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The Flatmates
Language Point 7: Idioms: money

Idioms use language metaphorically rather than literally. If you paid 'through the nose' for something, it means you paid too high a price for it (the metaphorical meaning) not that you paid for something with money that came out of the middle of your face (the literal meaning).

Idioms are also fixed groups of words so you can't change the wording of an idiom. For example, you can say 'That shop is a real rip off' to describe a shop that overcharges its customers but you can't say 'It's a real tear off'.

Idioms - rich and poor:

I'm so broke/I'm flat broke.
I don't have any money.

I don't have a bean.
I don't have any money.

You need to tighten your belt.
You should try to spend less.

He's flush (with cash).
He's got a lot of money.

She's rolling in it.
She's very rich.

Idioms - expensive and cheap:

We really splashed out on our new car.
We spent a lot of money on our new car.

This dress cost me an arm and a leg.
This dress was very expensive.

This bag was dirt cheap.
This bag wasn't expensive.

I got this new top for a song.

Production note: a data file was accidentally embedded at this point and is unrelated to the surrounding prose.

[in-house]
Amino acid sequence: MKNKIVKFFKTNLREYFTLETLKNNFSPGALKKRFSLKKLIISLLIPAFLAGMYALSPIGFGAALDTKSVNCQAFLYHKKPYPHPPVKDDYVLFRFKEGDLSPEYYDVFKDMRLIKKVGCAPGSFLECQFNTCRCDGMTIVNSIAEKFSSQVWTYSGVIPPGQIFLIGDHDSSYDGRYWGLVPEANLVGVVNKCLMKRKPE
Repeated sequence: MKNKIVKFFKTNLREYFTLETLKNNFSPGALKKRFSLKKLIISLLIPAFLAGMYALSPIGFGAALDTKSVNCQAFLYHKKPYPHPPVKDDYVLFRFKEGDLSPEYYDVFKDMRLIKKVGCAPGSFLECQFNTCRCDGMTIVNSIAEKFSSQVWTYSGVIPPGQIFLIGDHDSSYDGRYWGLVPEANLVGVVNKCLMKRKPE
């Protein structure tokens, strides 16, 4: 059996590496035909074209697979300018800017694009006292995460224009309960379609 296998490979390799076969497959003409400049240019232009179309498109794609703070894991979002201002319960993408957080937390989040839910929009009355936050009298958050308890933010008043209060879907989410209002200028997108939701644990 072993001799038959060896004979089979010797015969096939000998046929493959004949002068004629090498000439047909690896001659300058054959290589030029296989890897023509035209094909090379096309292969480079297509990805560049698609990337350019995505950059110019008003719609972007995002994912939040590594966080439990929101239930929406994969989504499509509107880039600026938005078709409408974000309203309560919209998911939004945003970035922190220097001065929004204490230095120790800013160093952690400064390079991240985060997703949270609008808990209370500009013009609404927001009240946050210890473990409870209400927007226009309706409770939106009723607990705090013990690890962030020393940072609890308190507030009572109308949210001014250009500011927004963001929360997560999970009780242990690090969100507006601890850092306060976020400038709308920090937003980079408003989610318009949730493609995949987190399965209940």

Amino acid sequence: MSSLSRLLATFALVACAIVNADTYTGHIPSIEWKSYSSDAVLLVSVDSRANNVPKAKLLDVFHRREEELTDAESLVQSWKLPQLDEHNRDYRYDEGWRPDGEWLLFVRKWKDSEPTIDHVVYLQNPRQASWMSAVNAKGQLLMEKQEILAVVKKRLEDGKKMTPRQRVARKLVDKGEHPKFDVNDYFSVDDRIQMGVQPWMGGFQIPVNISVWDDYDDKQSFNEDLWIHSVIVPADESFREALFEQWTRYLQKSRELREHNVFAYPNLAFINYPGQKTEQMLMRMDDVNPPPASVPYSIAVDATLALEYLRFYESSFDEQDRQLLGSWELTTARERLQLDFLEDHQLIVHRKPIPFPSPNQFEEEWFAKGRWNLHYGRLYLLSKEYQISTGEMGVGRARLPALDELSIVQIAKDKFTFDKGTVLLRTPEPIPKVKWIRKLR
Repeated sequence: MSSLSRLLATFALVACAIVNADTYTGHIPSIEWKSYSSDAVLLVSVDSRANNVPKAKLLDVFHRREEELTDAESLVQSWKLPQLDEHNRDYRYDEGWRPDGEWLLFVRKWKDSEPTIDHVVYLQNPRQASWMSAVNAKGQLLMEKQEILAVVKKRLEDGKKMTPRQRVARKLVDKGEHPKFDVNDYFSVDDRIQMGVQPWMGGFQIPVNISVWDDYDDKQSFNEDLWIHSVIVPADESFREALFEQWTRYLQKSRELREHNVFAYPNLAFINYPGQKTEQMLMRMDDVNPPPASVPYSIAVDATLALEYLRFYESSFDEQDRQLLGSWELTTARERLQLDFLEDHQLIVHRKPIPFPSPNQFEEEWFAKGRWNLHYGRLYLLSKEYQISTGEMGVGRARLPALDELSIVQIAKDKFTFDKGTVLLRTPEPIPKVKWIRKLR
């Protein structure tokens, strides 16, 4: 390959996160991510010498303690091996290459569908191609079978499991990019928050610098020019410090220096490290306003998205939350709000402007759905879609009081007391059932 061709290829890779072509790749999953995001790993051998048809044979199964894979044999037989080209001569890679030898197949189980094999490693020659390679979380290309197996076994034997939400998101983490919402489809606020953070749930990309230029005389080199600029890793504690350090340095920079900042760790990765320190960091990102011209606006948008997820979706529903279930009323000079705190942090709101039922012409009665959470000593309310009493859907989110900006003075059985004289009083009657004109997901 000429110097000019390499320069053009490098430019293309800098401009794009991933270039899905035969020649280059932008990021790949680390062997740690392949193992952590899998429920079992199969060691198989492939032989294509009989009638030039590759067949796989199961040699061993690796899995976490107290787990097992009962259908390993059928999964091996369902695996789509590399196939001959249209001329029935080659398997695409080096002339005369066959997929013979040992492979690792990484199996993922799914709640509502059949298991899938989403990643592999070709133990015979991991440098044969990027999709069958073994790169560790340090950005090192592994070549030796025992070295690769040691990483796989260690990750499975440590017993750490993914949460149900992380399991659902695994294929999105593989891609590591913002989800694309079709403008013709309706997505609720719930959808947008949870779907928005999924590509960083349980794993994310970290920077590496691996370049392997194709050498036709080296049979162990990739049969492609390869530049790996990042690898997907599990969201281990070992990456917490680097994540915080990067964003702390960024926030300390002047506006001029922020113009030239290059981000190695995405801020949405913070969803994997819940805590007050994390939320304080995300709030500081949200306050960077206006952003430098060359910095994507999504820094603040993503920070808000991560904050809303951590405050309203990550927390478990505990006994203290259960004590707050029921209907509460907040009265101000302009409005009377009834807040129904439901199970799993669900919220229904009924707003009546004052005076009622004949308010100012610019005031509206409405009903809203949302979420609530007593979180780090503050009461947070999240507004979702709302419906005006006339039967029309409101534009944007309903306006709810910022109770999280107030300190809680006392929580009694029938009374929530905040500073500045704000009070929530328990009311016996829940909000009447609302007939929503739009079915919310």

This blouse was very cheap.

I can't believe the price of a cup of coffee here. It's daylight robbery!
This cafe charges very high prices for its coffee.


Rent (n, uncountable): amount of money you pay (usually every month) to live in a house or flat that belongs to someone else

A damsel in distress (humorous): a young woman who needs help

There's a catch: There is a condition (usually something difficult or unpleasant). In this case Tim will lend Alice some money but she has to repay him in a way that he chooses

A casino (n): a place where people can gamble (bet money) on the result of games with cards, dice or machines

Greyhound racing (n): a spectator sport where people watch dogs race and bet money on the result








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